The Bellefonte Area school board approved the 2015-16 final budget Tuesday.
District fiscal affairs director Ken Bean said the budget will total $47.6 million with a 48.007 millage rate. The rate represents a 1.3 percent increase, down from 1.7 percent at the last meeting and well below the 2.4 percent adjusted index.
“For the average homeowner with an assessed value of $49,773,” he said, “at this rate gives you a $30.08 tax increase for the year.”
Revenues for the budget total $44,835,000, he said, with expenditures of $47.6 million. A total of $2,765,000 was used from the fund balance, leaving $3,329,919, which is within the 7 percent school board policy.
George Stone was the only board member to vote against the budget, saying while he appreciated administrators working on getting the numbers down to where they are, he was frustrated the district missed opportunities to replace people who left.
“I feel like our enrollment has dropped to where we can increase our spending control,” he said.
In other business, Bellefonte Area Education Association President Kim Sharp addressed the board, presenting data regarding grievances that have been filed this year.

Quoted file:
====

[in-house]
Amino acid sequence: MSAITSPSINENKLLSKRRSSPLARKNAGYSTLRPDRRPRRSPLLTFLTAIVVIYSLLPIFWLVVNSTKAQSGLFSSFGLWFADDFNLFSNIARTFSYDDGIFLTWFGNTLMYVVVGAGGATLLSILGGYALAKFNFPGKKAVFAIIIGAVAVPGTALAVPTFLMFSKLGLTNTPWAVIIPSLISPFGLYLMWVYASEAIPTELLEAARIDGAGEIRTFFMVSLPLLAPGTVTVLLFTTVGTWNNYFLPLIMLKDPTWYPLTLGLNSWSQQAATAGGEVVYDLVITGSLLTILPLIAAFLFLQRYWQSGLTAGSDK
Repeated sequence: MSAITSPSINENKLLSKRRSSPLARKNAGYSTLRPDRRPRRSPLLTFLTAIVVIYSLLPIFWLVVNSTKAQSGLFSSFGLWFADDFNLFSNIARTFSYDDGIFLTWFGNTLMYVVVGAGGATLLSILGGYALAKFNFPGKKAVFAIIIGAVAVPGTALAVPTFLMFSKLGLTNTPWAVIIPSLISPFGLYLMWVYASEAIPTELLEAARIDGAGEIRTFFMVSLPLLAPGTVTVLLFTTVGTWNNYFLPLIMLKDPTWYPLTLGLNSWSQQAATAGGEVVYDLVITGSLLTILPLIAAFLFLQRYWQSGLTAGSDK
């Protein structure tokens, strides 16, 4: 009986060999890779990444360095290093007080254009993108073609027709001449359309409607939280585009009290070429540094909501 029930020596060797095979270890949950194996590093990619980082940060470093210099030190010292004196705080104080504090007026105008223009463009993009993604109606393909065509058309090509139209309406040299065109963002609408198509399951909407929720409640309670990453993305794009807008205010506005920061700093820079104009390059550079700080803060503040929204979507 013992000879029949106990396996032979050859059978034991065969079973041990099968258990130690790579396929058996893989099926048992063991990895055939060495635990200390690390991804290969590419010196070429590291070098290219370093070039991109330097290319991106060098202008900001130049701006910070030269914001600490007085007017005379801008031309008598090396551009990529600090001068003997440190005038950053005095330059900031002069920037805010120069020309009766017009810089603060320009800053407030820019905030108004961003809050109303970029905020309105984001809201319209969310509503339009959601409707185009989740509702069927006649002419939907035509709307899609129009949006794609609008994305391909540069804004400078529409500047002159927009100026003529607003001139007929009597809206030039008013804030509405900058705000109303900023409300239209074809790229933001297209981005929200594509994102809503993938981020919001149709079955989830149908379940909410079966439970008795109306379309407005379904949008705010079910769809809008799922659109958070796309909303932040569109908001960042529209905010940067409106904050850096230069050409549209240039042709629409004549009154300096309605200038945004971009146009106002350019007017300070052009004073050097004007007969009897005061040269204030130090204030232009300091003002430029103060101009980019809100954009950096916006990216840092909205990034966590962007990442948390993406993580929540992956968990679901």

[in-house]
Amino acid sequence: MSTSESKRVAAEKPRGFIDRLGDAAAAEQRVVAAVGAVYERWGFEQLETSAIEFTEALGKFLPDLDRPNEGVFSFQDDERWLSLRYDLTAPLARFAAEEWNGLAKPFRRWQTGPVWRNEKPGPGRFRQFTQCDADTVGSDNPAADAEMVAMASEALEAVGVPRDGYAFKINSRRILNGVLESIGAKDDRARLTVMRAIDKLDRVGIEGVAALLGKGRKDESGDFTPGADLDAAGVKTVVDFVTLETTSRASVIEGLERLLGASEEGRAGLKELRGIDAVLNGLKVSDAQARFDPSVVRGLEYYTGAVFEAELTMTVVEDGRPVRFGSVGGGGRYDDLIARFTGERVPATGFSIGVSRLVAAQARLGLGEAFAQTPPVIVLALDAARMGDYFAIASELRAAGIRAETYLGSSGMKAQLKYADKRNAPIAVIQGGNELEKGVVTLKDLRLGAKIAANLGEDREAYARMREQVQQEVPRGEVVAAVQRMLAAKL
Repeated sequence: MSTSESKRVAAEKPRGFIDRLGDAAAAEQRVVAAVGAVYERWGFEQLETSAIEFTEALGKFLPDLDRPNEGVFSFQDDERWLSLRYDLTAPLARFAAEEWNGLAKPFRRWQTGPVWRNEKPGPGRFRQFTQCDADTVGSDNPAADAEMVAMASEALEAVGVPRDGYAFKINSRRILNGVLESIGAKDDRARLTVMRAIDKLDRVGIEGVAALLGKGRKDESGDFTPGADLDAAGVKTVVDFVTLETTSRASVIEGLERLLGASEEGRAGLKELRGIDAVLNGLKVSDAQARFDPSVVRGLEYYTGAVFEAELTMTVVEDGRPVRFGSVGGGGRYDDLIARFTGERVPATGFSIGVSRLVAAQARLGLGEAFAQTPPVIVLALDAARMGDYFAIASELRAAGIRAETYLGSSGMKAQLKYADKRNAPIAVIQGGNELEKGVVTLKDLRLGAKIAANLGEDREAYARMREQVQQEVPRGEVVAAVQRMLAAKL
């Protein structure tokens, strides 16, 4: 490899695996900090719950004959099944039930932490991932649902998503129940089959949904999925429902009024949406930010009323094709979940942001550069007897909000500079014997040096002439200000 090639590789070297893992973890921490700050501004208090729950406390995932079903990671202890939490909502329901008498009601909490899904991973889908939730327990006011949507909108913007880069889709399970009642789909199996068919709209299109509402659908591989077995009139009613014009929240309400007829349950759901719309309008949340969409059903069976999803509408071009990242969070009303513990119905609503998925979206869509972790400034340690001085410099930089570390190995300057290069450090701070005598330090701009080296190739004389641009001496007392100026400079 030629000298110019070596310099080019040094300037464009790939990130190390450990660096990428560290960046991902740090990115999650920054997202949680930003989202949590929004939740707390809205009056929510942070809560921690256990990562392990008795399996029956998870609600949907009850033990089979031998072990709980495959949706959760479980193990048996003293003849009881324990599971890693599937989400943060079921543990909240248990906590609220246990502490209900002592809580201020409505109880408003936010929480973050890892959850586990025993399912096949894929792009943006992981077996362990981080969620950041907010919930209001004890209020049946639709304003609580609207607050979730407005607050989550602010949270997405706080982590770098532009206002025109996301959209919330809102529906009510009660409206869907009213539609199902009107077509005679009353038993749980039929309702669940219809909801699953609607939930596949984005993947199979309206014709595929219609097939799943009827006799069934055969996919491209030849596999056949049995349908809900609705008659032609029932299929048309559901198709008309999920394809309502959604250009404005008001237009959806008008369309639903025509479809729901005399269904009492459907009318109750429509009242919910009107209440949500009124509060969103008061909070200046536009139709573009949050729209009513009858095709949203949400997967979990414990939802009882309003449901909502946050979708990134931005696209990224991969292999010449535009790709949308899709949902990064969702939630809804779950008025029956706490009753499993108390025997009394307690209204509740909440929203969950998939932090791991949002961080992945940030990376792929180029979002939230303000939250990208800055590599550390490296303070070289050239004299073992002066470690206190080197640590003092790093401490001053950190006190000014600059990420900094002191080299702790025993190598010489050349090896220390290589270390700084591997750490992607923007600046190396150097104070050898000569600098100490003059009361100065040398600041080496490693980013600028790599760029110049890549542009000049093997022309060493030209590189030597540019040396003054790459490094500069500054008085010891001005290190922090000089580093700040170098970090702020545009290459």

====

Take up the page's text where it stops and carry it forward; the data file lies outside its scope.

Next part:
“For the public’s knowledge, the teachers association has a process in our contract to work out disagreements with the district,” she said, “so that hopefully we can come to some kind of settlements prior to arbitration.”
If a dispute goes to arbitration, an arbitrator takes on the case and listens to testimony from both parties, she said, costing both sides anywhere from $700 to $1,000, plus costing the district additional funds to pay the district solicitor at a rate of $140 per hour.
This year, the BAEA has filed 12 grievances, she said, and five are heading to arbitration hearings right now. Additionally a grievance won by teachers last year is attempted to be vacated by the board.
“It’s been a few years since our association even took grievances to the board,” she said, “because the predominant feeling was that nothing was ever solved at that level.
“However, this year the grievance committee, comprised of teachers from across the district, felt strongly that the board should be informed, and we want open communications with the board and the possibility of settling situations as they arise.”
Sharp said she contacted 41 fellow associations in the state, seeking how many grievances each one has against their districts. The districts averaged 1.8 grievances each — Bellefonte was the only one that stood out with 12 grievances.
She detailed one grievance headed to arbitration, saying the crux of the issue was the district’s bringing two women from China to teach Chinese classes, yet stipulating that they haven’t looked for a “highly qualified teacher.” The association has considerable questions of the abilities of these instructors versus a qualified teacher.
“There is a real climate of not working together in Bellefonte,” she said, “and there’s no reason most of these issues can’t be worked out.”